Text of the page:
We know that Kobe Bryant has been nursing a sore foot and has been ruled out for the remainder of the preseason. But, how serious is the injury? Apparently serious enough that he may not be ready to start the season, according to a report from Ramona Shelburne of ESPN Los Angeles:
Los Angeles Lakers coach Mike Brown said Wednesday night that there is “question” Lakers guard Kobe Bryant will recover from a foot injury in time to play in next Tuesday night’s season opener against the Dallas Mavericks.
“I don’t know if he’ll be ready,” Brown said after the Lakers 97-91 loss to the Los Angeles Clippers on Wednesday.
Kobe has already said that if these last preseason games were regular season contests he’d likely still sit them out. Considering his threshold for pain and how often he’s played through ailments, that in itself is news. Kobe just doesn’t want to miss games. He wants to be out there competing.
But the truth is that Kobe doesn’t really need to rush back. With Dwight Howard, Steve Nash, and Pau Gasol the Lakers have enough talent to hold the fort down while he heals. Yes, building chemistry is important for a team that has not shared a lot of court time this preseason but the NBA season is a marathon and there will be time for them to find their stride.
That said, the fact of the matter is, Kobe still has several more days to heal up and get around the clock treatment (as he’s known to do). I wouldn’t count him out yet. In fact, I’d bet he plays.
LeBron James was dominant — the clear best player on the planet — when the Cleveland Cavaliers needed him most. That’s the reason Cleveland got its first major sports title in 52 years.
It’s the dead part of the NBA season — training camps don’t even open for a month — so why not enjoy a look back at LeBron’s amazing run to a legacy-defining NBA ring. Like you don’t have 15 minutes for this. What are you going to do, watch more preseason football?
It’s a summer tradition — tall NBA players swatting away the shots of young kids at camps/clinics.
Philadelphia’s Joel Embiid has yet to step on an NBA court — this fall, finally? — but he is part of the youth tradition now, destroying this young man at the Sixers Beach Bash event Saturday.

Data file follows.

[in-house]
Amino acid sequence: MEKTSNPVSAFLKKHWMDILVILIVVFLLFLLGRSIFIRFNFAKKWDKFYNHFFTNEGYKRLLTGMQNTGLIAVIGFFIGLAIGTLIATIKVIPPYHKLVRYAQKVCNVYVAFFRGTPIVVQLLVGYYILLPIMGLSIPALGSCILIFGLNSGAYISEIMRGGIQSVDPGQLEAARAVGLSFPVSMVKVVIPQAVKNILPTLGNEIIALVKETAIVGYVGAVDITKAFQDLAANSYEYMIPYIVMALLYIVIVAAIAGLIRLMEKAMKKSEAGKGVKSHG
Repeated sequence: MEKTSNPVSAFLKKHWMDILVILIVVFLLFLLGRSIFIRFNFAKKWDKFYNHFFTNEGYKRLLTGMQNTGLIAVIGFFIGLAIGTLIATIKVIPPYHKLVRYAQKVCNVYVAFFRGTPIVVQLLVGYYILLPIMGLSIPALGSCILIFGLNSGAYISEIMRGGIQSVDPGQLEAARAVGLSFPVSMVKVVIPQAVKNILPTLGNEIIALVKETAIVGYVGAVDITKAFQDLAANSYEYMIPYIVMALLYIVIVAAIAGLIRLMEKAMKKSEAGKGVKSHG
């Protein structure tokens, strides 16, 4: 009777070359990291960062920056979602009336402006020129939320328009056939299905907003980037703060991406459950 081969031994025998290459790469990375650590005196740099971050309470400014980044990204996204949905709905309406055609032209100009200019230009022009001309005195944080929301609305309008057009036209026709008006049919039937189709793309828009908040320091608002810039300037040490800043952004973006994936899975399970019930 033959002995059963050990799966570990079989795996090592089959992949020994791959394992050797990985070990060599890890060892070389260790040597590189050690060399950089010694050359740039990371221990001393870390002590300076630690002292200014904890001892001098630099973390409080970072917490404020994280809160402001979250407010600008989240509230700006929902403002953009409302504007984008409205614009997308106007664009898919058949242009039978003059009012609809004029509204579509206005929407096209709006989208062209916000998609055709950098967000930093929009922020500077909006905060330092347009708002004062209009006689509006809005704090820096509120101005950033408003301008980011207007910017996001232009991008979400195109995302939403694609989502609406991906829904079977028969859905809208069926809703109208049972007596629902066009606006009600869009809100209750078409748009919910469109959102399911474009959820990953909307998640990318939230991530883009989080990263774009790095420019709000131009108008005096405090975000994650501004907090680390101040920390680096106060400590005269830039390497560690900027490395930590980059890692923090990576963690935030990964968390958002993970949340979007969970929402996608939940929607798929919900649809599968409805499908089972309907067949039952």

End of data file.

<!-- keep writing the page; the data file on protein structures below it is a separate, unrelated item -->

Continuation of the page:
This summer Embiid has arm wrestled Justin Bieber and looked good working out in an empty gym, and to add to that list here is Embiid overpowering an average guy at Beach Bash then throwing it down. The man at least provided a little more resistance than a chair.
Despite the Warriors’ loss in the Finals, it’s been a good summer for Harrison Barnes. He signed a four-year, $94 million deal in Dallas and won a gold medal with Team USA at the Olympics in Rio de Janeiro. And maybe best of all, he got engaged on Saturday night, as he revealed on Twitter:
Congrats to Barnes and his new fiancée.
Shortly after winning a title with the Cleveland Cavaliers, veteran guard Mo Williams picked up his $2.2 million option for next season, choosing to take the guaranteed money on the table for him rather than test free agency at age 33. But he might not be with the Cavs this season — the Cleveland Plain Dealer‘s Joe Vardon reports that Williams is considering retiring from playing due to lingering knee problems, and the Cavaliers could waive him under the stretch provision in the coming days.
Williams, 33, a 13-year veteran and former All-Star who played a supporting role in the Cavs’ 2016 NBA championship, is strongly considering retirement, multiple sources told cleveland.com.
From Williams’ side of this, he battled a left-knee issue for most of last season while playing in just 41 regular-season games, as his playing time dwindled once Irving returned from knee surgery and the coaching staff chose to stick with Matthew Dellavedova as Irving’s backup.
Sources said his balky knee, desire to coach — especially younger players and children — and the obvious chance to go out as a champion are weighing heavily upon him.
Vardon reports that the Cavs are considering stretching him before the August 31 deadline, but are holding off for now because they want to leave open the possibility of a trade with another team to take on his salary. Either way, it looks as though Williams is done after 13 seasons in the NBA.